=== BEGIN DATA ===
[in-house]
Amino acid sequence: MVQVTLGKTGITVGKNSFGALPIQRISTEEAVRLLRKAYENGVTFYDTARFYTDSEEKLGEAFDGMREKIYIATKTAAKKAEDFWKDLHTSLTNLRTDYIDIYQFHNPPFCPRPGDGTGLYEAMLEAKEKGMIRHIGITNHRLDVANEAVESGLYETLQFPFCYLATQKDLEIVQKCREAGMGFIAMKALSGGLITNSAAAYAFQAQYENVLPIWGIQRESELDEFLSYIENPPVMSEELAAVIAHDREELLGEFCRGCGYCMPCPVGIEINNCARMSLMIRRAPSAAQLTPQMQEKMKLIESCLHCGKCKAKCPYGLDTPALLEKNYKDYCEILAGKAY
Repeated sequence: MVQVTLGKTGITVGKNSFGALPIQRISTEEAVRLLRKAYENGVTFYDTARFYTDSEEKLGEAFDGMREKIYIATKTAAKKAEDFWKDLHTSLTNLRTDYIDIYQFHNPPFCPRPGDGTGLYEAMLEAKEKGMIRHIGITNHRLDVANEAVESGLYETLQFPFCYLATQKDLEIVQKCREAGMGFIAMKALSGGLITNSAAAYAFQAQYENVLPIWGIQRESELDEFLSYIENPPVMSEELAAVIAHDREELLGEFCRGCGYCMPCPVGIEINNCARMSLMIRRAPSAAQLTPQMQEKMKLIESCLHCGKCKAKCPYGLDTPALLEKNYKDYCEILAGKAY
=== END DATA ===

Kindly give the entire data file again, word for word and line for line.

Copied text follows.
[in-house]
Amino acid sequence: MVQVTLGKTGITVGKNSFGALPIQRISTEEAVRLLRKAYENGVTFYDTARFYTDSEEKLGEAFDGMREKIYIATKTAAKKAEDFWKDLHTSLTNLRTDYIDIYQFHNPPFCPRPGDGTGLYEAMLEAKEKGMIRHIGITNHRLDVANEAVESGLYETLQFPFCYLATQKDLEIVQKCREAGMGFIAMKALSGGLITNSAAAYAFQAQYENVLPIWGIQRESELDEFLSYIENPPVMSEELAAVIAHDREELLGEFCRGCGYCMPCPVGIEINNCARMSLMIRRAPSAAQLTPQMQEKMKLIESCLHCGKCKAKCPYGLDTPALLEKNYKDYCEILAGKAY
Repeated sequence: MVQVTLGKTGITVGKNSFGALPIQRISTEEAVRLLRKAYENGVTFYDTARFYTDSEEKLGEAFDGMREKIYIATKTAAKKAEDFWKDLHTSLTNLRTDYIDIYQFHNPPFCPRPGDGTGLYEAMLEAKEKGMIRHIGITNHRLDVANEAVESGLYETLQFPFCYLATQKDLEIVQKCREAGMGFIAMKALSGGLITNSAAAYAFQAQYENVLPIWGIQRESELDEFLSYIENPPVMSEELAAVIAHDREELLGEFCRGCGYCMPCPVGIEINNCARMSLMIRRAPSAAQLTPQMQEKMKLIESCLHCGKCKAKCPYGLDTPALLEKNYKDYCEILAGKAY